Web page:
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by Cynthia Fuchs

26 Jun 2011


Leading a film crew through empty streets in the tiny Belarusian town of Bobr, artist and resident resistance fighter Alexander Pushkin observes, “Everyone’s gone. They all hid when they saw us. They’re afraid that they and their loved ones will be punished… If a person appears in a film, he’s persecuted.” And so Pushkin is making his stand, using Andrzej Fidyk’s documentary to express his frustration at his countrymen’s complacency and promising to “explain the nature of a Belarusian.” He uses his art—sometimes painting, often performance—to remind his neighbors of their history, that Belarus did not begin just 60 years ago on “Victory Day,” the end of German occupation. In fact, he insists in his paintings and performances, Belarus has its own language and legacy, repressed by hundreds of years of Russian and Soviet occupation. He fights back as best he can: though Lukashenko banned the Belarusian flag and instituted “Muscovite symbols,” Pushkin insists on flying a red and white flag, the camera tracking him as he scrambles over his rooftop to replace a faded version with a new one. Entertaining and perplexing, the film shows Pushkin to be a decidedly complicated figure, at once energetic and committed, but also easily distracted, narcissistic, and frequently annoying.  It’s hard to tell, however, whether he’s representative or anomalous, which makes the film seem very clever, or maybe elusive… making Pushkin’s case, along with and also in spite of his own efforts.

See PopMattersreview.

by PopMatters Staff

24 Jun 2011


Ian McCutcheon’s past work as a drummer with Slowdive and Mojave 3 prepared him well for the dream pop landscapes he paints as frontman with his new band, The Loose Salute. A relaxed Cornwall beach vibe suffuses the group’s music as we heard on their debut Tuned to Love (2007) and now again four years later on the follow-up Getting Over Being Under, which released early this month via Graveface. The Loose Salute’s influences are deliciously diverse, ranging from the expected West Coast jangle pop and the Beach Boys to the more countrifried sounds of Nashville and a bit of Southwestern desert expansiveness. You get a taste of that Sourthwestern vibe on “Perhaps She’ll Fly” with its Calexico-esque horns. Meanwhile, it’s back to pure dreaminess for “Happy I Don’t Count”, a breathy, atmospheric song custom built for the legions of Belle & Sebastian fans out there.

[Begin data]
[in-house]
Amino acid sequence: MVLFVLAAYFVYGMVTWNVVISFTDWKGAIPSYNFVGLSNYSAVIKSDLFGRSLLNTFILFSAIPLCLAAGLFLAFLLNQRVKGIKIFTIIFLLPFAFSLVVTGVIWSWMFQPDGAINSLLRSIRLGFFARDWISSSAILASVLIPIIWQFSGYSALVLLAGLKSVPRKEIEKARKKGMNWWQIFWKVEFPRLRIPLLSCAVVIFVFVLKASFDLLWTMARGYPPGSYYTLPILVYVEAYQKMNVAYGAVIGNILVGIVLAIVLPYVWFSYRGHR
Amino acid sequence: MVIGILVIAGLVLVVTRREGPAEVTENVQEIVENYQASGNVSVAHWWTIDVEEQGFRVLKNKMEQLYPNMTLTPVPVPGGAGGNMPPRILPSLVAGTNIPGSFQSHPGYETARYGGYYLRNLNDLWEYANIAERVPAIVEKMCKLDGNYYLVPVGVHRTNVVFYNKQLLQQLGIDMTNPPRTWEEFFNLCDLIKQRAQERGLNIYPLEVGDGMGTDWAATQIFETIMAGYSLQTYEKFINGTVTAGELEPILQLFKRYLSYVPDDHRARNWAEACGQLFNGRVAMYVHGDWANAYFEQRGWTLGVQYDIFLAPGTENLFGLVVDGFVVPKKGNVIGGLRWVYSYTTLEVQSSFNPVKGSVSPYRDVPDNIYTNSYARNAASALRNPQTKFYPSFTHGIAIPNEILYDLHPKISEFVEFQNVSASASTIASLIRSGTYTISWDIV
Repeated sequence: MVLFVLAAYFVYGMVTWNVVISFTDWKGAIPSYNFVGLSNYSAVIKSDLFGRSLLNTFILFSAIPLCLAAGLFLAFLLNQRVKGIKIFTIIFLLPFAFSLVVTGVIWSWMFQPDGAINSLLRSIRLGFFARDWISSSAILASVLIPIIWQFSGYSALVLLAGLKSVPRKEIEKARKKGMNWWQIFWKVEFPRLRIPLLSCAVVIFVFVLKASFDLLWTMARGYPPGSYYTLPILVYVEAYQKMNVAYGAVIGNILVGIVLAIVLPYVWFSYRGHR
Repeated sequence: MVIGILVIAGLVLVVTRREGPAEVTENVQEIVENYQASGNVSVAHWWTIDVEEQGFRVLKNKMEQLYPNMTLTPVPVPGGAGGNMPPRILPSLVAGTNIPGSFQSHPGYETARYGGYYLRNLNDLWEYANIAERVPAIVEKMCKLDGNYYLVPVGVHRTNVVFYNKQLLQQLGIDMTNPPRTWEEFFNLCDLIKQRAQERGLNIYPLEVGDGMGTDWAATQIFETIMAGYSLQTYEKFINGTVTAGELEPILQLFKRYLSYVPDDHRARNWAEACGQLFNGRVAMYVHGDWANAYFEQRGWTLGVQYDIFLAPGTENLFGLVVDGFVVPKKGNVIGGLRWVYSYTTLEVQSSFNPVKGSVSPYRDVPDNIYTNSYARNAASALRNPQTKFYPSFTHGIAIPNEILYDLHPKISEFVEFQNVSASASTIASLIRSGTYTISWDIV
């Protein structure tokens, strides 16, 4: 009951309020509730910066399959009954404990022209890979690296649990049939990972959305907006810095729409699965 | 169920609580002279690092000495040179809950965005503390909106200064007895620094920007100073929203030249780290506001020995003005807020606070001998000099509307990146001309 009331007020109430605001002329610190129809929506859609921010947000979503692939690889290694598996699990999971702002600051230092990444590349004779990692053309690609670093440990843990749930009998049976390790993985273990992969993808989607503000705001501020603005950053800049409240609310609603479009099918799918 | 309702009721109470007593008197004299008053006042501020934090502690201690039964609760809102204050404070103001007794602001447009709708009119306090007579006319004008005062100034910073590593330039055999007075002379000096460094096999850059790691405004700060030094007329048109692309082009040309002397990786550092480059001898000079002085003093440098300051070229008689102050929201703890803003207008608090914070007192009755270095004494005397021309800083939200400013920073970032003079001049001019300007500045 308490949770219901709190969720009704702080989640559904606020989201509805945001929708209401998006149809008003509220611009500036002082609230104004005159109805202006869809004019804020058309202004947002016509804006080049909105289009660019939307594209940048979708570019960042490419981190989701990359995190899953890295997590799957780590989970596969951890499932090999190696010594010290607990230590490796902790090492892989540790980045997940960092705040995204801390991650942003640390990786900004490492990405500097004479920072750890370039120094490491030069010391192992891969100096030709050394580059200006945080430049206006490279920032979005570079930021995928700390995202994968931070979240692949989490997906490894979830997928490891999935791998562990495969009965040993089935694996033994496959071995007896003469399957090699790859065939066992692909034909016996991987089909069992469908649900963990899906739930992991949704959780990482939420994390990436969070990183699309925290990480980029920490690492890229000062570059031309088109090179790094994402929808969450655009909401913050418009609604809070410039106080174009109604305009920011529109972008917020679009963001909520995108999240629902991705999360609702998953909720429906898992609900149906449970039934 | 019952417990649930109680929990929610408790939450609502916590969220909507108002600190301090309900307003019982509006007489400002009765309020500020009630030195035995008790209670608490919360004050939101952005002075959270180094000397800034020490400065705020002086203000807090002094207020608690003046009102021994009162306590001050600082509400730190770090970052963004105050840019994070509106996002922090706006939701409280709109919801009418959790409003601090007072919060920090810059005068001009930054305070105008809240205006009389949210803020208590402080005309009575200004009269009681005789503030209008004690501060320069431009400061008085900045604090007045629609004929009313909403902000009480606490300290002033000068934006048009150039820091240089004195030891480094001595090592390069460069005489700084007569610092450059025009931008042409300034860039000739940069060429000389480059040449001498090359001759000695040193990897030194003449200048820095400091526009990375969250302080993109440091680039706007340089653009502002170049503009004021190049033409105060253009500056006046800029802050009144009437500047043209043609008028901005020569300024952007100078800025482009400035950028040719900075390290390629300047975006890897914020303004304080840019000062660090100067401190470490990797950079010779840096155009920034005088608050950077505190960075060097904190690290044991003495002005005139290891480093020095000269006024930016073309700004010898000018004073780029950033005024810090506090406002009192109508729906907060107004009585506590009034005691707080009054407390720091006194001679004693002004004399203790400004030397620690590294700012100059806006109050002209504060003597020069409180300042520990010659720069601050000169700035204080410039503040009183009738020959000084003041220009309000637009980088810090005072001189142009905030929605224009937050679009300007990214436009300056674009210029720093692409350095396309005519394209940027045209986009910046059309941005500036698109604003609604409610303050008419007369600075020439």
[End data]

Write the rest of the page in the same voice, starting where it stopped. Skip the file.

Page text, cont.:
The Loose Salute ‘Happy I Don’t Count’ by Graveface Records

by Jane Jansen Seymour

24 Jun 2011


The KEXP Music Blog just posted a session with Peter Bjorn and John, featuring footage from a recent visit to the studio which looks more like a large closet with a few people lining the edges. It wasn’t quite the stage show that PopMatters covered in New York City back in May, but that didn’t keep the indie trio from rocking their tight knit sound – cowbell included of course.  With the cameras on top of them as they played, the bearded Swedes gave an inspired performance which gives new meaning to the term intimate. Pared down versions of the songs also highlight the structured composition of each, as well as the variety of their music.

by PopMatters Staff

23 Jun 2011


British singer Adele’s second album 21 has been the #1 album in the US for 10 weeks, whereas in the UK, the record has been at #1 longer than any other female artist in British chart history. Heady stuff. Adele is headed to the US this August and has made a few schedule changes to her upcoming schedule shown below. In the meantime, enjoy the videos from 21.

Rolling in the Deep

by Timothy Gabriele

23 Jun 2011


This new Starkey song goes through so many phases in four minutes, it’s almost a mini-epic. Starkey’s Paul Geissinger experimented with Auto-Tune quite a bit on his underrated 2010 release Ear Drums and Black Holes, but rarely has he sounded so close to the Drake/Weeknd zeitgeist as he does here. The appearance of Charli XCX in some kind of freeform floating words liminal space is an explosive entry for Geissinger’s lonely astronaut in the video. As everything blows up around the two, it’s clear Starkey has delivered the goods again.

//Mixed media
//Blogs

Here Comes the Bloom: Timothy Bloom Takes Hip-Hop to the Sock-Hop

// Sound Affects

"More sock-hop than hip-hop, soulster Timothy Bloom does a stunning '50s revamp on contemporary R&B.

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